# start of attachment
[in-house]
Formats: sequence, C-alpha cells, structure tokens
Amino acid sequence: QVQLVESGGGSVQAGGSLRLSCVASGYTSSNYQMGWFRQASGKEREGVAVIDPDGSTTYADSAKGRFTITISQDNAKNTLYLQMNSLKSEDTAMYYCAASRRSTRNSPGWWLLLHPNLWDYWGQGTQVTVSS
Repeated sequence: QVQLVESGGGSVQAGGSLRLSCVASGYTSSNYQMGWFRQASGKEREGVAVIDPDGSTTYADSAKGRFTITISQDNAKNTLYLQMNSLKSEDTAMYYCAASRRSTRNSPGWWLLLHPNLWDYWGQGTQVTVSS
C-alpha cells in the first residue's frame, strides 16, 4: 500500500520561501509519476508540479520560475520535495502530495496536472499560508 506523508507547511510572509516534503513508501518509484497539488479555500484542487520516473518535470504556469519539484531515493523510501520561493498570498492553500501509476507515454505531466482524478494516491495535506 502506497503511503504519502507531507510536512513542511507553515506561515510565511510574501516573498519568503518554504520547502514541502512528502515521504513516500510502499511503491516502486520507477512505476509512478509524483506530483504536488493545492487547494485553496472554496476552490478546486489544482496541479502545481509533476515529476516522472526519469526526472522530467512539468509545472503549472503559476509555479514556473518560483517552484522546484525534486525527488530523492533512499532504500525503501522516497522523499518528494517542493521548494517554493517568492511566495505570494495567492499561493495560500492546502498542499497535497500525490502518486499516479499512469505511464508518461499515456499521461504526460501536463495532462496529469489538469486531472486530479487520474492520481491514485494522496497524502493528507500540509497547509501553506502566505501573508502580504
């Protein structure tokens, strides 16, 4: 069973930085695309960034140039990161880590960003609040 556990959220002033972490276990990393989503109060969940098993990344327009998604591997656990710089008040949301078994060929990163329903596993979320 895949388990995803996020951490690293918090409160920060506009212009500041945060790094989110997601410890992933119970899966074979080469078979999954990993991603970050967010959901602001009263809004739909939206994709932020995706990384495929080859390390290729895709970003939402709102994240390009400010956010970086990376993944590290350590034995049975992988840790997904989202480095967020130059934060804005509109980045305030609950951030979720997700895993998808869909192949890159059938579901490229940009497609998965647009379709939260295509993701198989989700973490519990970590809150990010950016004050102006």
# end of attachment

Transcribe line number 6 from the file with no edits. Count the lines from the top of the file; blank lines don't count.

């Protein structure tokens, strides 16, 4: 069973930085695309960034140039990161880590960003609040 556990959220002033972490276990990393989503109060969940098993990344327009998604591997656990710089008040949301078994060929990163329903596993979320 895949388990995803996020951490690293918090409160920060506009212009500041945060790094989110997601410890992933119970899966074979080469078979999954990993991603970050967010959901602001009263809004739909939206994709932020995706990384495929080859390390290729895709970003939402709102994240390009400010956010970086990376993944590290350590034995049975992988840790997904989202480095967020130059934060804005509109980045305030609950951030979720997700895993998808869909192949890159059938579901490229940009497609998965647009379709939260295509993701198989989700973490519990970590809150990010950016004050102006």